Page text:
Western Price Survey / Archives
November 22, 2002
Despite increased loads on the California Independent System Operator grid toward the end of the week, spot electric prices found themselves sinking amid rising hydroelectric supplies. Prices began at strong levels but couldn't sustain it, as temperatures were higher throughout California for much of the week.
By Friday, however, prices at various hubs began to return to higher ground.
On Wednesday, federal power marketer Bonneville Power Administration put 500 MW of on-peak supplies up for sale for Thursday and Friday deliveries, up from 400 MW earlier in the week. With even more water available on Thursday, BPA boosted its off-peak offer from 100 MW to 300 MW for Sunday-Monday supplies.
For the most part, demand on the Cal-ISO system held in the 30,500 MW range early in the week, then filled out by about 1,000 MW more on Wednesday and Thursday.
Generation units continue to undergo planned repairs around the state according to ISO reports. Pockets of lost capacity due to unplanned outages included Mirant's Contra Costa Unit 7, which curtailed all 337 MW of capacity for several days.
At the Palo Verde nuclear generating station, Unit 1 was operating at 98 percent capacity early in the week, then slipped to 97 percent midweek and inched back to 98 percent by Friday. Unit 3 followed the same pattern, moving from 99 percent to full power and then returning to 99 percent.
Transmission maintenance took capacity off the California-Oregon Intertie this week, which was derated to about 3,000 MW on the north-south path.
Prices for on-peak power at Mid-Columbia rose to 32.5 mills on Tuesday, sagged to about 28 mills midweek, and marched up to 33.25 mills/KWh on Friday. Off-peak prices fell to 22.5 mills for some midweek trades before rising to 28 mills to 29 mills/KWh on Friday. COB heavy-load trades drew prices between 33 mills and 37 mills throughout the week.
At NP 15 and SP 15, prices for on-peak energy hovered near 40 mills/KWh. NP 15 prices rose to 42.5 mills Tuesday and lapsed to about 36 mills/KWh on Thursday. SP 15 premiums did the same after reaching a high of 43.25 mills/KWh earlier in the week. Both hubs ended the week in the 40 mills to 42 mills/KWh range.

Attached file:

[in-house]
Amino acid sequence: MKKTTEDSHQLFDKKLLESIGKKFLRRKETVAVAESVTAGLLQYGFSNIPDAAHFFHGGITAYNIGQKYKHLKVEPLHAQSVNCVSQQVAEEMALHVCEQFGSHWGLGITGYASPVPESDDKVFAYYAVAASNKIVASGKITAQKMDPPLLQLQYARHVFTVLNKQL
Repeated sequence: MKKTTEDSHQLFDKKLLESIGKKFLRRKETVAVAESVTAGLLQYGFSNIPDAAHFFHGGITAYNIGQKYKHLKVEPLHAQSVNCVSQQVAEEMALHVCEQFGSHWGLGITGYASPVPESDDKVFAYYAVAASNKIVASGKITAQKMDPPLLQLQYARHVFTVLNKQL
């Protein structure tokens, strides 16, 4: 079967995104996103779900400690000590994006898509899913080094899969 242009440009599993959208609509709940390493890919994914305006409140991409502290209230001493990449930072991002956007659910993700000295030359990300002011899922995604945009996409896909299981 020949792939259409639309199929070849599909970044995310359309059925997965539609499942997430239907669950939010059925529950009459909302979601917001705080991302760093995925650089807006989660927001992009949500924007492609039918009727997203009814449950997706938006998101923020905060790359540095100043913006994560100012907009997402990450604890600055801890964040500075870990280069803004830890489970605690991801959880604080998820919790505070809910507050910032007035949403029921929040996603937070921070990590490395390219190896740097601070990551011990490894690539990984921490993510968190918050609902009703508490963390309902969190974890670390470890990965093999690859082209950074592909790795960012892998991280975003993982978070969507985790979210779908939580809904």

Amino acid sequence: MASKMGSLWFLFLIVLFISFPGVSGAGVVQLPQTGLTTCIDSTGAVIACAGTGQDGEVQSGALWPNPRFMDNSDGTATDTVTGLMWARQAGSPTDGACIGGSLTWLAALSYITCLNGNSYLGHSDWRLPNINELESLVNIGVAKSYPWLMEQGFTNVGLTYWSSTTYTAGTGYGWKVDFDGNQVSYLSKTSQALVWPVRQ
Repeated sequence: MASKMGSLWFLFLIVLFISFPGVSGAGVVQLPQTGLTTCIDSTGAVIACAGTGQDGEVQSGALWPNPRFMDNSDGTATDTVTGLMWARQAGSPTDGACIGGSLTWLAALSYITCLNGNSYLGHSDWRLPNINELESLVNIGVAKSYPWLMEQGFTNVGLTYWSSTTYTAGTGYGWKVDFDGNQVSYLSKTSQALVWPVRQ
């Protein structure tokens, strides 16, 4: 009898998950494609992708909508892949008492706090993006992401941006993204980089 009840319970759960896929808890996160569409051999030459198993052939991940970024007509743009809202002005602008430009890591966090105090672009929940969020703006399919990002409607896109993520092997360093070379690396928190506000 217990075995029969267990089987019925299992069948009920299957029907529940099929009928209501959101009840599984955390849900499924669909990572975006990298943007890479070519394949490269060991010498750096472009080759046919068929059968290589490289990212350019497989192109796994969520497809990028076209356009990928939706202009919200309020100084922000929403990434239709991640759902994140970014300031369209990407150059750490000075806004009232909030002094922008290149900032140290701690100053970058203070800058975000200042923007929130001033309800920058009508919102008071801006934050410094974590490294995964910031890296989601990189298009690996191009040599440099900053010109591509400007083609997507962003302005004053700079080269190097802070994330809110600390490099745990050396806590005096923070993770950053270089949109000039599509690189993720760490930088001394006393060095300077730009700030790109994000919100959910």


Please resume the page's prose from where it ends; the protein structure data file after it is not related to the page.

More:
In the Southwest, on-peak prices at Palo Verde bucked the trend for most of the week. Prices for heavy-load hours started between 30.5 mills and 33.25 mills/KWh and held there before falling back to 28 mills to 30.5 mills/KWh on Thursday. Premiums jumped back to the 33 mills to 34 mills/KWh range by week's end.
Palo Verde light-load prices ranged between 21.25 mills and 24 mills/KWh through Wednesday and stayed there on Friday.
At the Alberta hub in Canada, real-time prices ballooned to 649 mills for one on-peak trade, and several peak-hour prices topped 150 mills/KWh this week. Prices for off-peak power were consistently higher than in recent weeks, and on-peak loads topped 8,000 MW each day, hitting a high of 8,326 MW on Monday [Jason Mihos].
Gas Market Maintains Holding Pattern
Without even a hint of wintry weather this week, spot gas prices were in no hurry to go anywhere. Prices vacillated between slight increases and decreases as load continued to make itself scarce.
"It's pretty much what I would expect to see," said one trader after recounting the warm temperatures in Western regions. "Everything's pretty stable right now."
Though California and the Southwest are enjoying a long, mild fall, it's possible that colder weather in the Midwest and on the East Coast could divert basin gas supplies from Western markets, driving prices up, another trader speculated.
For now, prices prefer the contentment of well-worn ranges established in recent weeks. At the Permian Basin, supplies traded for as much as $4/MMBtu midweek, moved to the $3.81 to $3.87/MMBtu, then bumped to $3.88 to $4.01/MMBtu on Friday. San Juan supplies roamed between $3.18 and $3.72 before snapping back to a low of $3.16/MMBtu by the end of the week.
At Topock, prices bravely clung to the $3.90 to $4.05/MMBtu range midweek before relenting. Prices dipped to a low of $3.86/MMBtu by Friday.
CityGate prices began the week at about $3.86 and elevated to $4.06/MMBtu on Tuesday. By week's end, trades were reported between $3.87 and $3.91/MMBtu. Malin premiums lolled between $3.80 and $3.86, then finished the week between $3.78 and $3.88/MMBtu.
AECO prices moved between $3.67 and $3.76 throughout the week, then retreated to about $3.61. According to reports, the Nova pipeline in Canada ratcheted down its tolerance late in the week as linepack exceeded system target levels, and prices appeared to drop accordingly [J. M.].
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